While Apple won’t be blessing Canada with the iPad until later this month, that hasn’t stopped some of us from crossing the border and heading directly to the nearest Apple Store. I didn’t take the road trip myself, however I was the beneficiary of one and over the past 2 days, I’ve been using my iPad quite frequently (in fact, most of this post was written using the WordPress App).
Since its announcement and subsequent release, the general consensus appears to be a) the battery life / speed & industrial design is unparalleled, and b) the software is somewhat limiting. I’ll definitely echo these observations, however I’ve noticed much of the criticism has been focused on issues which will undoubtable be addressed in future OS updates. Everyone is busy looking at their feet, complaining about the immediate and obvious shortcomings, when they should be focused on where Apple is going with the iPad. Make no mistake about it, the iPad really is Apple’s reconception of personal computing, however they’ve only taken the first of many steps in that direction.
“It’s just a big iPod Touch”
When Apple first announced the iPad, an audible groan echoed across the Internet. It’s just a big iPod Touch appears to be the most common reaction upon seeing the iPad for the first time, and while there is definitely some validity to that observation, it’s not exactly true. Yes, the iPad looks and feels very similar to an iPod Touch, and yes they share the same operating system (which really makes them fraternal twins). However, the iPad currently sits uncomfortably between the iPod Touch and the MacBook; Born from a smartphone and wanting to be laptop replacement, but unable to reach its full stride. It wants to run—and starts to pickup pace— but then trips over it’s own feet.
Coming from an iPod Touch or iPhone, you’ll feel right at home. Sure, the screen is roughly 4x the size, but it looks and functions more or less the same. You’ve got the singular home button on the face, the same dock along the bottom, and the same lock screen (now with 4x the unused space) . However, once you start using iPad-optimized Apps, it becomes clear that this is a different ballgame. The larger screen affords a completely unique experience, and the developer community is taking full advantage of this. It’s actually quite amazing how quickly the operating system disappears once you launch an App. The App fills the entire screen and you immediately feel like you’re holding an entirely different device. But then you try to delete something and a tiny blue dialog window appears, drowning in a sea of pixels. It feels odd and out of place, like a relic from a different era. There are all sorts of little details like this that reflect the iPads smaller-screen lineage.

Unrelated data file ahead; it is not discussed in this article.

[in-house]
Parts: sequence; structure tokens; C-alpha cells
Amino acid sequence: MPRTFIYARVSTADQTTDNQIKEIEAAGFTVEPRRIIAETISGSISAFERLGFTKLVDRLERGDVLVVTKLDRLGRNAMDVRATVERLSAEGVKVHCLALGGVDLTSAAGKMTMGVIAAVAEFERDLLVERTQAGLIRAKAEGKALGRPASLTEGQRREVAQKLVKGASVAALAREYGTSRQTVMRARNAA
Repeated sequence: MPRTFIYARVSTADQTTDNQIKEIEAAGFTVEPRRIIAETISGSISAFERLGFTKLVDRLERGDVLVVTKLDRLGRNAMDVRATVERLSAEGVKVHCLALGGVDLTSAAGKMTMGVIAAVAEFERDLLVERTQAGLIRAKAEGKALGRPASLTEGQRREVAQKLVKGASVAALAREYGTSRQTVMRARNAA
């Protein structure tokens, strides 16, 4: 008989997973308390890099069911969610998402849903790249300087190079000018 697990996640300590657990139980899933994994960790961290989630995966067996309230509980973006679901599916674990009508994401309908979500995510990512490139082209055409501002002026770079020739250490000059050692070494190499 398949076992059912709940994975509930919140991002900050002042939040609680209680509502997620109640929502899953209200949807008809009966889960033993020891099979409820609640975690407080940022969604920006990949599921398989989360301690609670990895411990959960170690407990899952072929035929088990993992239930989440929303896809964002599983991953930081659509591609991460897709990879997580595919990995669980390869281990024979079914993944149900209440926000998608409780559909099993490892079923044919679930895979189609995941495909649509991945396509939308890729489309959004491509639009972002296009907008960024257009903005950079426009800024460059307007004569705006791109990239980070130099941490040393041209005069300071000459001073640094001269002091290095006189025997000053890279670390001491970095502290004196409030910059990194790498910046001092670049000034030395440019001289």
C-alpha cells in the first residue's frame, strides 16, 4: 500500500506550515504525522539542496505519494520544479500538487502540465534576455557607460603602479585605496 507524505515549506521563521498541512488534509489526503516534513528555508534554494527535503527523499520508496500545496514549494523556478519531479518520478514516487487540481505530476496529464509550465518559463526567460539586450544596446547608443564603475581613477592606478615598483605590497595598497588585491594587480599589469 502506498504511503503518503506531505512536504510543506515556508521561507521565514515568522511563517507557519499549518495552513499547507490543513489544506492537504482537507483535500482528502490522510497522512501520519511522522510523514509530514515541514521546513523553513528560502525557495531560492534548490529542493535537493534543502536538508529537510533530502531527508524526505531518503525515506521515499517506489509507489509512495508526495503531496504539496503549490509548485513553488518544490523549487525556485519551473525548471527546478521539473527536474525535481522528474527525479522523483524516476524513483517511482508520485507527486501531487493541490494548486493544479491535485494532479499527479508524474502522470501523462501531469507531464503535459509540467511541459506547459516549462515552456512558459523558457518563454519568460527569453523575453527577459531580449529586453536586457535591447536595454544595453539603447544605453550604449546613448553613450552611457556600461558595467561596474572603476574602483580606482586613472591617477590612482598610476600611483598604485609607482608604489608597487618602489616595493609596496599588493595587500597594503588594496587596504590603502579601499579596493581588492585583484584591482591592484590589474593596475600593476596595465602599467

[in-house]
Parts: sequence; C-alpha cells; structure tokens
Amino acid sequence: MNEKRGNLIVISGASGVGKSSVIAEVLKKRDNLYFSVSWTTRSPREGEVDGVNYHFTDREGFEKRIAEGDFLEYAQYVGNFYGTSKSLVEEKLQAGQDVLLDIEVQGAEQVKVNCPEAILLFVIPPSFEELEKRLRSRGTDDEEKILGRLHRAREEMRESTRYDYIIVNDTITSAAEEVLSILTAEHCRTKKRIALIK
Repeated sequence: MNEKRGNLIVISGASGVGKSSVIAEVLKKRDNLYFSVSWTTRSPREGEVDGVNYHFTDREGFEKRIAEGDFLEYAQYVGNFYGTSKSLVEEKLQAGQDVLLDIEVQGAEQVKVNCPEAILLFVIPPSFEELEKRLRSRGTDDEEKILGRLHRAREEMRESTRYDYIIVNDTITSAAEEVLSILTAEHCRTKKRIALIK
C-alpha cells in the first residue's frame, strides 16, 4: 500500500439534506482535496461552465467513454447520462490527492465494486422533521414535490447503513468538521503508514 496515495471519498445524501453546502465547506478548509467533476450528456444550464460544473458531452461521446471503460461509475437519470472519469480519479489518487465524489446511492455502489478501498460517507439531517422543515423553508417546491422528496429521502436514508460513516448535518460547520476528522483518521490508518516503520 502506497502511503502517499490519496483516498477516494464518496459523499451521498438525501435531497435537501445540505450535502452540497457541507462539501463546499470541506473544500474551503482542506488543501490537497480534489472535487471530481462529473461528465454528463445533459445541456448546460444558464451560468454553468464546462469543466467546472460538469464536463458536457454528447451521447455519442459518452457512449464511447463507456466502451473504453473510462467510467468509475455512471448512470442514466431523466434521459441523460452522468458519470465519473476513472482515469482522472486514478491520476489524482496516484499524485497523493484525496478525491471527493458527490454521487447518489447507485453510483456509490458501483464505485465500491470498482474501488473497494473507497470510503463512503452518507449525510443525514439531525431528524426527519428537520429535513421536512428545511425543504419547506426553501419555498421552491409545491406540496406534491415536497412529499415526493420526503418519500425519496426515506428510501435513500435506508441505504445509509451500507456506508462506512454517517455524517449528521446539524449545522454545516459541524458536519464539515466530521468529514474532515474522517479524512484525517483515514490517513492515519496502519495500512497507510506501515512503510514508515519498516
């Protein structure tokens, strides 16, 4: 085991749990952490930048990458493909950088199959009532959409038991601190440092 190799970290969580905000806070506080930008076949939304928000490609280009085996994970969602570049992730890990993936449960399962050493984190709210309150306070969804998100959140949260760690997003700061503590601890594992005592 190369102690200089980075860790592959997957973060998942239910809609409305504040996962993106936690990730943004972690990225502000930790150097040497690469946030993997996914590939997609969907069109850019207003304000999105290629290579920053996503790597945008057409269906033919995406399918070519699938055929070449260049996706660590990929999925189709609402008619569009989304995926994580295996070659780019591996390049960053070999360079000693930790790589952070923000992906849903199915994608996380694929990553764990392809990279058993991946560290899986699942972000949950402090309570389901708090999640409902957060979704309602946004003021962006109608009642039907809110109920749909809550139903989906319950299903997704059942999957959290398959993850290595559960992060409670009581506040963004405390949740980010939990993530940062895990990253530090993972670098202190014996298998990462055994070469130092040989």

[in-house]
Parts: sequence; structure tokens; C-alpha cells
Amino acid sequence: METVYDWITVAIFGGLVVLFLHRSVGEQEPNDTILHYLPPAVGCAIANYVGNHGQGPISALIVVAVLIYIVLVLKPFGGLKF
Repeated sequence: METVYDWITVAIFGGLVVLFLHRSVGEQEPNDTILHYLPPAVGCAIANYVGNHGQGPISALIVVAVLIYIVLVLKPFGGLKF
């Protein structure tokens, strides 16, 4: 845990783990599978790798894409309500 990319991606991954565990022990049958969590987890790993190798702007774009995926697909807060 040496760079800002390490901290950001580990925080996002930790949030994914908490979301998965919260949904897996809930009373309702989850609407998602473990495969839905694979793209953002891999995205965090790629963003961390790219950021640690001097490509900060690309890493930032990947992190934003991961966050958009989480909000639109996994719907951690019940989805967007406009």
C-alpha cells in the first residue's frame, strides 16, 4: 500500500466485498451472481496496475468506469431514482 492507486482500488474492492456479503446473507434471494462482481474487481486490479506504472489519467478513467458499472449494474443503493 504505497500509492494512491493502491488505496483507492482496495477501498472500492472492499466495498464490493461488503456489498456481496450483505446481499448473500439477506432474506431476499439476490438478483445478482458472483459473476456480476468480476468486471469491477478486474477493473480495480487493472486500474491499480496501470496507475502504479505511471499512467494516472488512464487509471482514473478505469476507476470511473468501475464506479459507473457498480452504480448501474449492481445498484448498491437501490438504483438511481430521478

You get the same feeling when you turn the iPad on for the first time, and you’re forced to tether with your computer and authorize via iTunes. Arguably, you shouldn’t have to do this with an iPhone/iPod either, but it feels even worse with the iPad. This isn’t a device that should require a separate computer. You should be able to give it your Apple ID and have everything automatically sync. Apps, email contacts, calendars… files. And this is where the iPad begins to move towards the MacBook and then stumbles. I want to save & edit files on the go, but there’s no meaningful way of managing them. While I believe Dropbox is vastly superior, Apple’s iDisk should really be the “exposed” filesystem on the iPad. It shouldn’t be an App like it is on the iPod, but a home directory that’s accessible by all Apps and sync’d across all your devices. But what happens if you’re sharing the iPad with other family members?
“The First Real Family Computer”
I’ve seen a number of people describe the iPad as the first real family computer, and I would agree that this is an apt description. My iPad will live in the kitchen and will be shared by my wife and I. However, when I started setting up my email and calendars and contacts, I realized that this wasn’t really going to work. We may want to share the device itself, however we don’t want to share applications. The iPad really needs unique user accounts, complete with independent setups. Of course, this adds a magnitude of complexity and I’m unsure if the platform can really support it. Fundamentally, the iPhone and iPod Touch were designed as single-user devices, but the iPad clearly has multi-user intentions. Being that the share the same OS underpinnings, I can see how the iPad could be weighed down by it’s resolution-deprived siblings.
I’m incredibly excited about how much potential the iPad has. I’m sure Apple will address the multitasking issues that plague it and the iPhone. I’m sure they’ll correct the odd interface holdovers its smaller siblings. And I’m hopeful they’ll introduce some sort of cloud-based solution for the file management issues. The only question is if Apple will allow for multiple users per iPad, or if they’re expecting 1 iPad per person. I have a feeling it’s the latter.